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Saturday, August 13, 2011

The Vertumnalia

The Vertumnalia, observed on August 13, is the festival of Vertumnus, the Roman divinity of seasons, changes and ripening of plant life. He is the patron of gardens and fruit trees. He could change his form at will, and used this power to trick the dryad (wood nymph) Pomona, the patron of orchards and gardens, into becoming his wife by disguising himself as a crone.


The story is as follows:

The Fauns and Satyrs would have given all they possessed to win Pomona, and so would old Sylvanus, who looked young for his years, and Pan, who wore a garland of pine leaves around his head. Pomona was determined to remain independent and rejected every advance. Vertumnus loved her best of all; yet he fared no better than the rest. He tried many disguises with no success. One day, however, he came to her orchard in the guise of an old woman, her gray hair surmounted with a cap, and a staff in her hand. She entered the garden and admired the fruit. "It does you credit, my dear," she said, and kissed Pomona, not exactly with an old woman's kiss.

She sat down on a bank, and looked up at the branches laden with fruit which hung over her. Opposite was an elm entwined with a vine loaded with swelling grapes. She praised the tree and its associated vine, equally. "But," said Vertumnus, "if the tree stood alone, and had no vine clinging to it, it would lie prostrate on the ground. Why will you not take a lesson from the tree and the vine, and consent to unite yourself with some one?

He spoke to her about the benefits of the right alliances "...if you are prudent and want to make a good alliance, and will let an old woman advise you, who loves you better than you have any idea of, dismiss all the rest and accept Vertumnus, on my recommendation. I know him as well as he knows himself. He is not a wandering deity, but belongs to these mountains. Nor is he like too many of the lovers nowadays, who love any one they happen to see; he loves you, and you only.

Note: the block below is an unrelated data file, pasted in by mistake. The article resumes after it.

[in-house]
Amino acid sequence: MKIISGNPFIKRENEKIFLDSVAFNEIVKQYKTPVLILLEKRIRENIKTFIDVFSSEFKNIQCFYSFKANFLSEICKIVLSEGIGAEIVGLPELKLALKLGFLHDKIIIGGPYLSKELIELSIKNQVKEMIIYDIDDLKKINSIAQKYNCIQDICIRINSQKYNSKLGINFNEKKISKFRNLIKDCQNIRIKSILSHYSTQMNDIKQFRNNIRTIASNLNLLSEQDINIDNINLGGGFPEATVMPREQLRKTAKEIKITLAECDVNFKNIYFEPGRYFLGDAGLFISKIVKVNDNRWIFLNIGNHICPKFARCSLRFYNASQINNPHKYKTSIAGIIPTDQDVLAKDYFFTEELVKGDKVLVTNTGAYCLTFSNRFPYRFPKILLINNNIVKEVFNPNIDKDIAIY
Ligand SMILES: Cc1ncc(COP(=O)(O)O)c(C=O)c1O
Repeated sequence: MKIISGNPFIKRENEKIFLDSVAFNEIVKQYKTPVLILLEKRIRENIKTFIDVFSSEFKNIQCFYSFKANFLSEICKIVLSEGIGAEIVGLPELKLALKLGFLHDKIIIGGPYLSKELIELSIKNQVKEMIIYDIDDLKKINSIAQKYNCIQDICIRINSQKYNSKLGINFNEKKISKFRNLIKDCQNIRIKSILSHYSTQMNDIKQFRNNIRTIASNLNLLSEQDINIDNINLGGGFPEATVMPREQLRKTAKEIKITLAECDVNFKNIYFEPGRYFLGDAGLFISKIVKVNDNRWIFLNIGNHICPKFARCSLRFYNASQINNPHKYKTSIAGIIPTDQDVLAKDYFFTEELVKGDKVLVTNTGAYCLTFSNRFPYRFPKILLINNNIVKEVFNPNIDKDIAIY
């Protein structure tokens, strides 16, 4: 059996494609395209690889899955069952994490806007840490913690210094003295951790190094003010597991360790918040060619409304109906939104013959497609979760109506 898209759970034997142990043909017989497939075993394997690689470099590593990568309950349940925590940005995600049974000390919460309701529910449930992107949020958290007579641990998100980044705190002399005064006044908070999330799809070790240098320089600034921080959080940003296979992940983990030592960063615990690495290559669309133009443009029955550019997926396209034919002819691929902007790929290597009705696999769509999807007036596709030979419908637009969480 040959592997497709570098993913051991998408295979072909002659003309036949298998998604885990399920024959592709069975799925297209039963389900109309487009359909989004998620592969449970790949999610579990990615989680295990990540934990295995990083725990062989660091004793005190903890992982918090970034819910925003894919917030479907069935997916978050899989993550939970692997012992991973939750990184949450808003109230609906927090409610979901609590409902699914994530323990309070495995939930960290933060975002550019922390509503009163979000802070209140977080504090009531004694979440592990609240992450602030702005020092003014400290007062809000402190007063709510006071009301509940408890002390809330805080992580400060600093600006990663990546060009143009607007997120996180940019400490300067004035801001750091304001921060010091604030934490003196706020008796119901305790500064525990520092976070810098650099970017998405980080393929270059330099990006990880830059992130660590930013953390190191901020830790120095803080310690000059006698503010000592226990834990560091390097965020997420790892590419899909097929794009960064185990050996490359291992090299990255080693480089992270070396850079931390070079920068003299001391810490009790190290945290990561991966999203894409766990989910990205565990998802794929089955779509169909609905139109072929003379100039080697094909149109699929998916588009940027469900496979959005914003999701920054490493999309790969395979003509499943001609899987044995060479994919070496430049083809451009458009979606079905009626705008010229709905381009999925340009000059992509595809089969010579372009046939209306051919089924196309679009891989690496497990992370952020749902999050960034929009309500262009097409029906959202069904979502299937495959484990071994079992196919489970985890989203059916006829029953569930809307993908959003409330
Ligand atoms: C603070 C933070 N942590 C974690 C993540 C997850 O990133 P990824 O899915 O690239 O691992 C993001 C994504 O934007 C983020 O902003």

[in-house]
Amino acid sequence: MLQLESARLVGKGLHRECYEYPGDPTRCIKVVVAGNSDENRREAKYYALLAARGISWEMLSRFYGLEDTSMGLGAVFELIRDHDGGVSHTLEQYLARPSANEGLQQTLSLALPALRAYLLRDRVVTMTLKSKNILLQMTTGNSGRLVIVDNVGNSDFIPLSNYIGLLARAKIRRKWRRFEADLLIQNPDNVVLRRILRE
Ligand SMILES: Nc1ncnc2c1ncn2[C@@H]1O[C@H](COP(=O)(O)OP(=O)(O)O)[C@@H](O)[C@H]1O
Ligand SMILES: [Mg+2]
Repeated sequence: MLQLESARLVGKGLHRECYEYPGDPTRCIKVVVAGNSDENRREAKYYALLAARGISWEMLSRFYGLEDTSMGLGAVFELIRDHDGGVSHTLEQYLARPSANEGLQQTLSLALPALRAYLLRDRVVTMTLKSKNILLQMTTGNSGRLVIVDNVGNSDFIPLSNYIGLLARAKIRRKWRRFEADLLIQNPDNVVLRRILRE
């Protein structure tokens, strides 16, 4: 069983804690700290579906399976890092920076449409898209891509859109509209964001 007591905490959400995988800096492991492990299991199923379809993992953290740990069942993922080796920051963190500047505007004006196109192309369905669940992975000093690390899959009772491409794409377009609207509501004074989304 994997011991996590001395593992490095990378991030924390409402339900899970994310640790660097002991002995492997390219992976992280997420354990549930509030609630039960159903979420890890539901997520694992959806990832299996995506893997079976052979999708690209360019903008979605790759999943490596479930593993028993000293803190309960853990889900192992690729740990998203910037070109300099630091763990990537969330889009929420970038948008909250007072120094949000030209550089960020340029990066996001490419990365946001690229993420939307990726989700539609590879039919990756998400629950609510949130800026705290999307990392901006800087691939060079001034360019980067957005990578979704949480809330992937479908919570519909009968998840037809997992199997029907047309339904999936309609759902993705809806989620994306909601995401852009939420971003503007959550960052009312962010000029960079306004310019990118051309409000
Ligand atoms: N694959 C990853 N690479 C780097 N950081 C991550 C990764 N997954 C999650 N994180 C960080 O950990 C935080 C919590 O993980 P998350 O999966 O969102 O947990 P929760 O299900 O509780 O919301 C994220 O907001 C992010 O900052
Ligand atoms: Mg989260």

Add to this, he is young and handsome, and has the art of assuming any shape he pleases, and can make himself just what you command him. Moreover, he loves the same things that you do, delights in gardening, and handles your apples with admiration. But NOW he cares nothing for fruits, nor flowers, nor anything else, but only yourself.

Take pity on him, and fancy him speaking now with my mouth. Remember that the gods punish cruelty, and that Venus hates a hard heart, and will visit such offenses sooner or later. To prove this, let me tell you a story, which is well known in Cyprus to be a fact; and I hope it will have the effect to make you more merciful.


Vertumnus goes on to tell the story of Iphis and Anaxarete, a narrative warning of the dangers of rejecting a suitor. And, when he had finished with the story, he revealed himself to Pomona:

When Vertumnus had spoken thus, he dropped the disguise of an old woman, and stood before her in his proper person, as a comely youth. It appeared to her like the sun bursting through a cloud. He would have renewed his entreaties, but there was no need; his arguments and the sight of his true form prevailed, and the Nymph (Pomona) no longer resisted, but owned a mutual flame.

Collected from various sources including Wikipedia

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